This is a transcript of Recommended Season 3 Episode 6.
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This is Recommended, where we talk to interesting people about their favorite books. This week we’re joined by Nic Stone, recommending The Virgin Suicides by Jeffrey Eugenides, and Ryan North, recommending Slaughterhouse Five by Kurt Vonnegut.
Nic Stone is the New York Times bestselling author of Dear Martin. Born and raised in a suburb of Atlanta, GA, she worked extensively in teen mentoring and lived in Israel for a few years before returning to the US to write full-time. Growing up with a wide range of cultures, religions, and backgrounds, Stone strives to bring these diverse voices and stories to her work. Her new YA novel, Odd One Out, explores old friendships, new crushes, and the path to self-discovery.
Trigger warning: Nic Stone’s interview includes discussion of suicide.
My name is Nic Stone, and The Virgin Suicides by Jeff Eugenides is my recommended.
The Virgin Suicides follows this family of five sisters, they range in age from 12 … no, they’re 13, 14, 15, 16, and 17, and over the course of a year, all five of these sisters commit suicide. It’s very dark, and very … like, the morbidity level is a bit through the roof.
But, it’s narrated by these boys who are just intrigued by these girls. So, it’s written in like first person plural. It’s such a fascinating story.
When I started high school, I started high school at 14, I think like most people, and up until that point, I’d been a really avid reader. But then, I hit high school, and for four years of high school, the only three books I saw with African American characters, the characters just weren’t great to look at. And as the only African American person in my classes, it really … it kind of took the savor out of reading. And so for a while, I just stopped.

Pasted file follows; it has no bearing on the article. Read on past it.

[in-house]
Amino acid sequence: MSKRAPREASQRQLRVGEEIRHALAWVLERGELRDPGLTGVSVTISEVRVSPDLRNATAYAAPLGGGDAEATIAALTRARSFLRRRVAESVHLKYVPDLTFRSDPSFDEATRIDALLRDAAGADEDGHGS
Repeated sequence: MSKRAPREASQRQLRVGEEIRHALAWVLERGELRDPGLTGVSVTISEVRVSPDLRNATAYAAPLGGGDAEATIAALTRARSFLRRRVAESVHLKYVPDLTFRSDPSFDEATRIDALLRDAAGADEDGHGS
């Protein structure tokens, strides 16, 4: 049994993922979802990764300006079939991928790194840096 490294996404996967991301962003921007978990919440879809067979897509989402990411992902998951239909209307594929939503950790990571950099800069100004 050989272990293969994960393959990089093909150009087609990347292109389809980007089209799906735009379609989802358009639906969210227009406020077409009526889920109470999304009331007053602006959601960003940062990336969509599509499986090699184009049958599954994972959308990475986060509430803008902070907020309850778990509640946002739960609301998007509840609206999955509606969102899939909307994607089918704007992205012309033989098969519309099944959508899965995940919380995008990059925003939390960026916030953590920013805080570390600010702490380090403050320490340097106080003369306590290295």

Well, at 16, I was sitting in my bedroom, and the way my bedroom was set up, I had this massively huge dresser that sat next to the bedroom door, and there were two ledges on the side of the dresser, and it had a domed top. So it was like this domed top with these two flat ledges at the sides. And my mother, my delightful mother, had lined up books on each side of the dresser. And most of them I hadn’t read, I hadn’t even looked at. But for some reason, The Virgin Suicides just called to me one day. I saw it sitting there, and I was 16, I was a junior in high school, and I decided to pick it up. And I did not put it down until I had finished it. It totally re-sparked this love of reading, because it was honestly the first book that I had read in who knows how long that I actually felt like I could relate to.
What’s wild is that these are all white girls in this very white town. There’s not a person of color anywhere to be found in this novel that’s set somewhere in like Bumblecrap Michigan somewhere. There are no black people at all. But seeing what these girls were going through, it like, it’s totally a YA novel. I’m sure Jeff Eugenides would balk at that, but it’s written from the perspective of these teenage boys about these teenage girls. It was the first novel I read that featured characters going through things that I was going through. You had all the angst and you had all of the fury, and the back and forth with parents. The parents were wildly overprotective, and these girls just wanted to have a good time and be young.
I was going through the same thing, and so to have these characters who I could actually relate to in some way was wildly world-changing for me.
Honestly, I think if Eugenides tried to publish the book today, it probably wouldn’t fly. I talk about it in high schools, with trigger warnings. It’s like you have to, when you talk about this book today, it’s in a very different context than when I read it, because we just live in a way different … this book was published in 1993. It’s going on 30 years old, which is really weird to me. So, I was in third grade when it came out, and like I said, I was in 10th grade when I read it. And it’s just one of those books that I think it existed before its time in a sense to me, because I feel like some of the themes and some of the things that these girls are going through in this book are totally relevant, or obviously still relevant, because I’m at 33 still dealing with some of the stuff they were dealing with.
But I do think that it’s a good book for certain high schoolers to read, and just to kind of get a picture of how adolescence hasn’t really changed all that much. The book is set in the 70s, and these girls are going through the same thing I was going through in 2001. And every time I read it, I’m like, yeah, I know there are totally teenagers going through this stuff now in 2018. So, it’s timeless in a way, and I’m really thankful that it exists. I totally, totally recommend it all the time.